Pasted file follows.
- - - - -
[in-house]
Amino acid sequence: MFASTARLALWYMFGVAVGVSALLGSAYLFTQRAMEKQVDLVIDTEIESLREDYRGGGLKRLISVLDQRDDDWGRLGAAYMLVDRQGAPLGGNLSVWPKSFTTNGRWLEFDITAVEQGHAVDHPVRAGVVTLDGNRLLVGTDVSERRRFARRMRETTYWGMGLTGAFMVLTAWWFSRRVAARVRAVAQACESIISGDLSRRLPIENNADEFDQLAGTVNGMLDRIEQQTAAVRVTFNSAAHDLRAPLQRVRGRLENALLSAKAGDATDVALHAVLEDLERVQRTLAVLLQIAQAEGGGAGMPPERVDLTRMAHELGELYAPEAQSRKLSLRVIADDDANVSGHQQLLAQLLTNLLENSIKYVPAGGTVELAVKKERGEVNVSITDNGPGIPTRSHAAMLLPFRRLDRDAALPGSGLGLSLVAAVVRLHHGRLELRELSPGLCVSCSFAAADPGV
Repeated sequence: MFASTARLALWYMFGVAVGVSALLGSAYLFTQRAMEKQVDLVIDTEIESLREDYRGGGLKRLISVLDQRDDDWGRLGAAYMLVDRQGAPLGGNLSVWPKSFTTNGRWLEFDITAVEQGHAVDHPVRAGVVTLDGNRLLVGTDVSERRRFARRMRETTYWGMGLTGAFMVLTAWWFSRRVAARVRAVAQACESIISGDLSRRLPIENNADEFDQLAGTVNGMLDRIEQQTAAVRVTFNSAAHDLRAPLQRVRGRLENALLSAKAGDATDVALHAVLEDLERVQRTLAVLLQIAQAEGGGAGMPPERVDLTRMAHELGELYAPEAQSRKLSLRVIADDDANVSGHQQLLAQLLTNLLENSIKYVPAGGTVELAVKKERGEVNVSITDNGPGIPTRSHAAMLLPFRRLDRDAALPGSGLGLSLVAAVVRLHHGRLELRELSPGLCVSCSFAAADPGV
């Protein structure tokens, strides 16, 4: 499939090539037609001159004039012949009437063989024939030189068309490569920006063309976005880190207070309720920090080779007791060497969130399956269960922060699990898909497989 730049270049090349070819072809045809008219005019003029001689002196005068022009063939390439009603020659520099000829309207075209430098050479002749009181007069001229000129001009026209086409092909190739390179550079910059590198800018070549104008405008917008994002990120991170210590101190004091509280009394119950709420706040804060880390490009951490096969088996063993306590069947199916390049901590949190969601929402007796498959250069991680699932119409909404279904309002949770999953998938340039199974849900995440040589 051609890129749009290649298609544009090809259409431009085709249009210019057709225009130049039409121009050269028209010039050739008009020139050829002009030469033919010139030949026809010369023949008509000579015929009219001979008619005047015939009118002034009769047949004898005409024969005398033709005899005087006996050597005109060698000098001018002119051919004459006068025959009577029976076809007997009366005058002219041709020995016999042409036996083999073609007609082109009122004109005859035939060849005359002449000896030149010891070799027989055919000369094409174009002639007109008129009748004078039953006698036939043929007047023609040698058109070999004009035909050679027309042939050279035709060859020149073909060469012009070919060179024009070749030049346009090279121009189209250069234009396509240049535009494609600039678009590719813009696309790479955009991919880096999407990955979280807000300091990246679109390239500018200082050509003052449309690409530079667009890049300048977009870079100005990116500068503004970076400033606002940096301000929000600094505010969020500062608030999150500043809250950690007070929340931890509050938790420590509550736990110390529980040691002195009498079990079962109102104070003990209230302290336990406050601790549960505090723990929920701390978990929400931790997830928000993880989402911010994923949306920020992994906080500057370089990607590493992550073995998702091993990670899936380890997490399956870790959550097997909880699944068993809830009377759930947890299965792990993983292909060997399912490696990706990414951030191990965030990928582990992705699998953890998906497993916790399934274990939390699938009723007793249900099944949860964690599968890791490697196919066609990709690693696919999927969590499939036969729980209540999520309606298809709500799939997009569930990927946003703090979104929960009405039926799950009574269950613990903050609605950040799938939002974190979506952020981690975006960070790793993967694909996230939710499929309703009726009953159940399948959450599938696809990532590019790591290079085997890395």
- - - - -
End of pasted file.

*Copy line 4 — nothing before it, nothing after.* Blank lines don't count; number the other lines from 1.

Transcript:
């Protein structure tokens, strides 16, 4: 499939090539037609001159004039012949009437063989024939030189068309490569920006063309976005880190207070309720920090080779007791060497969130399956269960922060699990898909497989 730049270049090349070819072809045809008219005019003029001689002196005068022009063939390439009603020659520099000829309207075209430098050479002749009181007069001229000129001009026209086409092909190739390179550079910059590198800018070549104008405008917008994002990120991170210590101190004091509280009394119950709420706040804060880390490009951490096969088996063993306590069947199916390049901590949190969601929402007796498959250069991680699932119409909404279904309002949770999953998938340039199974849900995440040589 051609890129749009290649298609544009090809259409431009085709249009210019057709225009130049039409121009050269028209010039050739008009020139050829002009030469033919010139030949026809010369023949008509000579015929009219001979008619005047015939009118002034009769047949004898005409024969005398033709005899005087006996050597005109060698000098001018002119051919004459006068025959009577029976076809007997009366005058002219041709020995016999042409036996083999073609007609082109009122004109005859035939060849005359002449000896030149010891070799027989055919000369094409174009002639007109008129009748004078039953006698036939043929007047023609040698058109070999004009035909050679027309042939050279035709060859020149073909060469012009070919060179024009070749030049346009090279121009189209250069234009396509240049535009494609600039678009590719813009696309790479955009991919880096999407990955979280807000300091990246679109390239500018200082050509003052449309690409530079667009890049300048977009870079100005990116500068503004970076400033606002940096301000929000600094505010969020500062608030999150500043809250950690007070929340931890509050938790420590509550736990110390529980040691002195009498079990079962109102104070003990209230302290336990406050601790549960505090723990929920701390978990929400931790997830928000993880989402911010994923949306920020992994906080500057370089990607590493992550073995998702091993990670899936380890997490399956870790959550097997909880699944068993809830009377759930947890299965792990993983292909060997399912490696990706990414951030191990965030990928582990992705699998953890998906497993916790399934274990939390699938009723007793249900099944949860964690599968890791490697196919066609990709690693696919999927969590499939036969729980209540999520309606298809709500799939997009569930990927946003703090979104929960009405039926799950009574269950613990903050609605950040799938939002974190979506952020981690975006960070790793993967694909996230939710499929309703009726009953159940399948959450599938696809990532590019790591290079085997890395």